House Ways and Means Chairman Kevin Brady (R-TX), speaking today at an event sponsored by Bloomberg BNA and KPMG LLP, said that comprehensive tax reform will happen in 2017, with the timing to be determined.
According to Brady, not since the Reagan era and the tax reform of 1986 have the same dynamics for tax reform been present—namely:
Chairman Brady pointed to the House Republicans’ “blueprint” (released in June 2016) as a starting point for tax reform, and one that would focus on economic growth (growth in both jobs and wages) and that would “leapfrog” the United States to a leadership position for those making global investments.
With the blueprint already on the table, Brady said that tax reform could move “in a major way” given the similarities to candidate Trump’s tax reform proposals—including greater incentives for investment and savings, allowing repatriation of profits currently being held overseas, and providing lower tax rates and a greatly simplified tax code. Brady also noted that President-elect Trump has talked about fixing the tax code as a top priority, early in his administration.
Brady explained that the blueprint provides for reforms in three key areas of focus:
Brady said that from a Ways and Means perspective, stakeholders are being asked for feedback and that Ways and Means has been aggressively reaching out to taxpayers for a “test drive” of the blueprint. The goal is to improve the blueprint through the end of 2016, with tax reform to follow in 2017 (the exact timing on markup has not yet been determined), he said.
In response to questions, Chairman Brady reported that he expects the following elements would be included as part of tax reform:
He did not expect repeal of the Affordable Care Act (Obamacare) would be done as part of the tax reform efforts, but would be a separate legislative action.
Chairman Brady said that he did not anticipate that “tax extenders” or tax preference items that expire in 2016 to be taken up in the “lame duck” congressional session, but that these would be treated as part of the tax reform in 2017.
When asked about the final and temporary regulations under section 385 (October 2016), Brady said that he hoped President Trump would “stop those regulations cold.” Brady said that the regulations, while revised and “better” for U.S. business, they nevertheless would be damaging to the economy because they would keep investment out of the United States. He said that at the end of the day, there is no need for an exit tax to keep companies in the United States or a wall to keep investment out of the United States.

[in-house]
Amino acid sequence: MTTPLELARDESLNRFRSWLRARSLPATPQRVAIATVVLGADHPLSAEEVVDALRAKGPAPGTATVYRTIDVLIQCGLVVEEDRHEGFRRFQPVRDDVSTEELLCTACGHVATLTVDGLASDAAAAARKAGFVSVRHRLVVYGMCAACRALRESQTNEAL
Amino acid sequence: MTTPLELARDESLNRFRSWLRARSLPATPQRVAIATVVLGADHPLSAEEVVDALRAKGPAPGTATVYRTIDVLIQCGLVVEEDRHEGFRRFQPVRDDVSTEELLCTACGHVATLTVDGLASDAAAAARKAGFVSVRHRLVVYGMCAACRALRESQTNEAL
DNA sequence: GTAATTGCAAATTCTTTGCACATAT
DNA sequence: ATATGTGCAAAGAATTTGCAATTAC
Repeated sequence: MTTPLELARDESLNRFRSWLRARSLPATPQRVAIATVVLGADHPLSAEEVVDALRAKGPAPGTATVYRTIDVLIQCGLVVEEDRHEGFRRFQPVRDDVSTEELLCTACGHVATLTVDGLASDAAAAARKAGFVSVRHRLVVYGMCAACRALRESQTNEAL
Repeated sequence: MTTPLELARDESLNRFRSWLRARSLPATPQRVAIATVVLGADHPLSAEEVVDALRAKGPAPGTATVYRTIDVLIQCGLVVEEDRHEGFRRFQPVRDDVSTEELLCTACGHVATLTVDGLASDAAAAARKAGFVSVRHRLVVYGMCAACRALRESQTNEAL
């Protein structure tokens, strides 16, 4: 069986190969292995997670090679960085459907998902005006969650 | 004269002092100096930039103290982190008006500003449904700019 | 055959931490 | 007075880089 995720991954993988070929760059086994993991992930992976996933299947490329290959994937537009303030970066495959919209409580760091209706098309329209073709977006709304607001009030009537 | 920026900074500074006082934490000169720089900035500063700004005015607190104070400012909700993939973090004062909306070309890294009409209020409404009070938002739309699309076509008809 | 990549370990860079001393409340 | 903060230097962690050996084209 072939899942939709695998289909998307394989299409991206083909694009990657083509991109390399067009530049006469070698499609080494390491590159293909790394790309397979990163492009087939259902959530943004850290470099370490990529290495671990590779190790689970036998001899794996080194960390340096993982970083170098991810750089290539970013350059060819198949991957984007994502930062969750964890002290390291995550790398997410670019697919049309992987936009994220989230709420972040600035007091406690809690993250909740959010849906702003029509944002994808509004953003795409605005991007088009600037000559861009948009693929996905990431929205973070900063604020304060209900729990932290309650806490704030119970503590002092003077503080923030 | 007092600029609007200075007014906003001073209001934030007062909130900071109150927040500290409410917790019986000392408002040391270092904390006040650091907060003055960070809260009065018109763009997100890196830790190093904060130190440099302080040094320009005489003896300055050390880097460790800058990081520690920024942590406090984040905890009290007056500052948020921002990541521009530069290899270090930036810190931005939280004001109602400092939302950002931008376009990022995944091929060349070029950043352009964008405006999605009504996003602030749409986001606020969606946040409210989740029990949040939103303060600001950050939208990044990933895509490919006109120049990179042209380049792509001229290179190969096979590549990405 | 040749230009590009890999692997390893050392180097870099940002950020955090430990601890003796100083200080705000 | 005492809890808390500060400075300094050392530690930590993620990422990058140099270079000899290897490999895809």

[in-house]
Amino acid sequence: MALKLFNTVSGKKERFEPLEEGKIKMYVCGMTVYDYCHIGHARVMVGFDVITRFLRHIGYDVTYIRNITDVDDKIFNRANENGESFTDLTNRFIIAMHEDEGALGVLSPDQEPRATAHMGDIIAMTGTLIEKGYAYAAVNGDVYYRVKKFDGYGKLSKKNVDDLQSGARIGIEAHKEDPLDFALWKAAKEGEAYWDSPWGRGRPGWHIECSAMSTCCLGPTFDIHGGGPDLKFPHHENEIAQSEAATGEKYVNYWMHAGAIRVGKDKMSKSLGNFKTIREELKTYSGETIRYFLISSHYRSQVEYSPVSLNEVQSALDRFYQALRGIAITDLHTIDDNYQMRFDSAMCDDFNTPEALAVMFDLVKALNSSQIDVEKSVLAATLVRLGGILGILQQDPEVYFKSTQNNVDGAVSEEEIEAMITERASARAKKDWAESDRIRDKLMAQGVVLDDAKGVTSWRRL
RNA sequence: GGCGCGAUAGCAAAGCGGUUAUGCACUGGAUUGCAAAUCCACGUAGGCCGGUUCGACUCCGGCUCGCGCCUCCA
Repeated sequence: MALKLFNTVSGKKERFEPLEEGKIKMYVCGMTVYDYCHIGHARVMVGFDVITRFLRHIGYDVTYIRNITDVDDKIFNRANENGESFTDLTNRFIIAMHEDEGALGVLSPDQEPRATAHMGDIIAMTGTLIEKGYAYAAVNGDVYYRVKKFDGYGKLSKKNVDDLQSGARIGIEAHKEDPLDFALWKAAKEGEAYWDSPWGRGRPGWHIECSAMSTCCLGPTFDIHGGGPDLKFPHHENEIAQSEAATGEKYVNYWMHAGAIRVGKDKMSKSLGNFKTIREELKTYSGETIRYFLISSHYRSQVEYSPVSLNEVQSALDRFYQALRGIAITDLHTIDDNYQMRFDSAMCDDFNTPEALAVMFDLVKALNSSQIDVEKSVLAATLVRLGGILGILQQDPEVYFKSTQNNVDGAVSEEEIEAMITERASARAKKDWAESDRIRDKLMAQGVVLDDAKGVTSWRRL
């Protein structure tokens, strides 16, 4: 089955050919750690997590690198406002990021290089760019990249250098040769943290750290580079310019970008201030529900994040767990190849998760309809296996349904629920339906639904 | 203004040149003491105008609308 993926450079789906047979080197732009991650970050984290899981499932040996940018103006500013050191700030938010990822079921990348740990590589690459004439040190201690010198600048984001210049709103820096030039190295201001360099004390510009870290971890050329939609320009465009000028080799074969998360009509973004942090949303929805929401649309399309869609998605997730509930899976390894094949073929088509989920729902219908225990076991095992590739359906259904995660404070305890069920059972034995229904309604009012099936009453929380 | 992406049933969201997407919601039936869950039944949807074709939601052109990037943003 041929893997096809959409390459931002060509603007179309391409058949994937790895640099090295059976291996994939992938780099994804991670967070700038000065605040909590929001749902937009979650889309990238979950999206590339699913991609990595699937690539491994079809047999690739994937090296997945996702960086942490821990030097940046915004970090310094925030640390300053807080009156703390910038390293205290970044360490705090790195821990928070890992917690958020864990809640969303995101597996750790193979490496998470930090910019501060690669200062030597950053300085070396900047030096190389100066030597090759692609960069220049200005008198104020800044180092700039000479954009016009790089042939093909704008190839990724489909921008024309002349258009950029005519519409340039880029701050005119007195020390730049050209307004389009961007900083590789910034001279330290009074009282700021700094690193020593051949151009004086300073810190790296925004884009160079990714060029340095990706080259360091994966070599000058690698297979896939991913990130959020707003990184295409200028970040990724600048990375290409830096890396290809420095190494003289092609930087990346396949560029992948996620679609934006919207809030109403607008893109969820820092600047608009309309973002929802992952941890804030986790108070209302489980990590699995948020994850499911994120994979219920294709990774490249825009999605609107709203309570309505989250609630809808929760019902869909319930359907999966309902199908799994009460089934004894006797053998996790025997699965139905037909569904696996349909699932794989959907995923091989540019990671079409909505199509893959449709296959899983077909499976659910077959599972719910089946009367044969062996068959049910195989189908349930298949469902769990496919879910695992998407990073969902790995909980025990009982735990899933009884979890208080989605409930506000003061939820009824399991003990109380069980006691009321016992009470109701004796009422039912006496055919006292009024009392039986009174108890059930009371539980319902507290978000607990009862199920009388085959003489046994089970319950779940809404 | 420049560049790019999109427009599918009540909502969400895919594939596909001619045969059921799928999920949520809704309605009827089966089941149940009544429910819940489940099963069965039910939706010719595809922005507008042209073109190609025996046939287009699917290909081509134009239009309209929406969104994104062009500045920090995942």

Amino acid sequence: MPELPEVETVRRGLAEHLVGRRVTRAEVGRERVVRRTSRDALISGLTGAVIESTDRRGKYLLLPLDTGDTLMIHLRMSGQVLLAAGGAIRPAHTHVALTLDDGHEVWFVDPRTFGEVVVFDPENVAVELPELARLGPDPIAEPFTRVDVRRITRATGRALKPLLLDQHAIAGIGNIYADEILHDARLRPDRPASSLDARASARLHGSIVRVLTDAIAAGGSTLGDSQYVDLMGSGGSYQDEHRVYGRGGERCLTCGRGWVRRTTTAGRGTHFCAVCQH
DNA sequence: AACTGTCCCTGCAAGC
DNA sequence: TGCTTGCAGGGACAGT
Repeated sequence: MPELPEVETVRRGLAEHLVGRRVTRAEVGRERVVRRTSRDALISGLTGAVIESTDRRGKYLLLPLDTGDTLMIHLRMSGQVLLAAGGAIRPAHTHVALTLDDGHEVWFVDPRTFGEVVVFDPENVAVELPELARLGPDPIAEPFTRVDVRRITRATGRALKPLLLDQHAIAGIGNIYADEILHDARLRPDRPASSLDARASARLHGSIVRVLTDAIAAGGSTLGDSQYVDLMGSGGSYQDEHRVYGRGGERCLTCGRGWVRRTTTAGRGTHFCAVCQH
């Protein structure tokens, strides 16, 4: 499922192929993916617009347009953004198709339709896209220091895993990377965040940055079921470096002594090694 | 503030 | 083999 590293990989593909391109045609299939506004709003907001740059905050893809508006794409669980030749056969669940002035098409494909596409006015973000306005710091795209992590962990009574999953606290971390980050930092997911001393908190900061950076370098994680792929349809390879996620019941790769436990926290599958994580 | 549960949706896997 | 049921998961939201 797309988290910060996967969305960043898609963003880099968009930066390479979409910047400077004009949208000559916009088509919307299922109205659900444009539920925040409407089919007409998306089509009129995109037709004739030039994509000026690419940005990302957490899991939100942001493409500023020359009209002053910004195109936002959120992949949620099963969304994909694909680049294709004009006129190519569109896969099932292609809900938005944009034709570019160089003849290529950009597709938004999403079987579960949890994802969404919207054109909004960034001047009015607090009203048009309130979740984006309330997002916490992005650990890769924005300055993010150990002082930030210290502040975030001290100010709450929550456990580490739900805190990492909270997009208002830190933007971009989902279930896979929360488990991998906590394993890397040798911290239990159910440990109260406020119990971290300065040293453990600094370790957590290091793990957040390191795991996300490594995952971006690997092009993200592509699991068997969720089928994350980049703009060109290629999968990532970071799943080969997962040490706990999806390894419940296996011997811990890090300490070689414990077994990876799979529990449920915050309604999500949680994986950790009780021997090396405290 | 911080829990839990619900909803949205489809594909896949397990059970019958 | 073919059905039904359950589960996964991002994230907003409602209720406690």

Chairman Brady also commented on the EU “state aid” investigations, saying that this allowed other countries to “grab” tax revenue that ultimately would be returned to the United States.
© 2018 KPMG LLP, a Delaware limited liability partnership and the U.S. member firm of the KPMG network of independent member firms affiliated with KPMG International Cooperative (“KPMG International”), a Swiss entity. All rights reserved.
KPMG International Cooperative (“KPMG International”) is a Swiss entity. Member firms of the KPMG network of independent firms are affiliated with KPMG International. KPMG International provides no client services. No member firm has any authority to obligate or bind KPMG International or any other member firm vis-à-vis third parties, nor does KPMG International have any such authority to obligate or bind any member firm.
The KPMG logo and name are trademarks of KPMG International. KPMG International is a Swiss cooperative that serves as a coordinating entity for a network of independent member firms. KPMG International provides no audit or other client services. Such services are provided solely by member firms in their respective geographic areas. KPMG International and its member firms are legally distinct and separate entities. They are not and nothing contained herein shall be construed to place these entities in the relationship of parents, subsidiaries, agents, partners, or joint venturers. No member firm has any authority (actual, apparent, implied or otherwise) to obligate or bind KPMG International or any member firm in any manner whatsoever. The information contained in herein is of a general nature and is not intended to address the circumstances of any particular individual or entity. Although we endeavor to provide accurate and timely information, there can be no guarantee that such information is accurate as of the date it is received or that it will continue to be accurate in the future. No one should act on such information without appropriate professional advice after a thorough examination of the particular situation. For more information, contact KPMG's Federal Tax Legislative and Regulatory Services Group at: + 1 202 533 4366, 1801 K Street NW, Washington, DC 20006.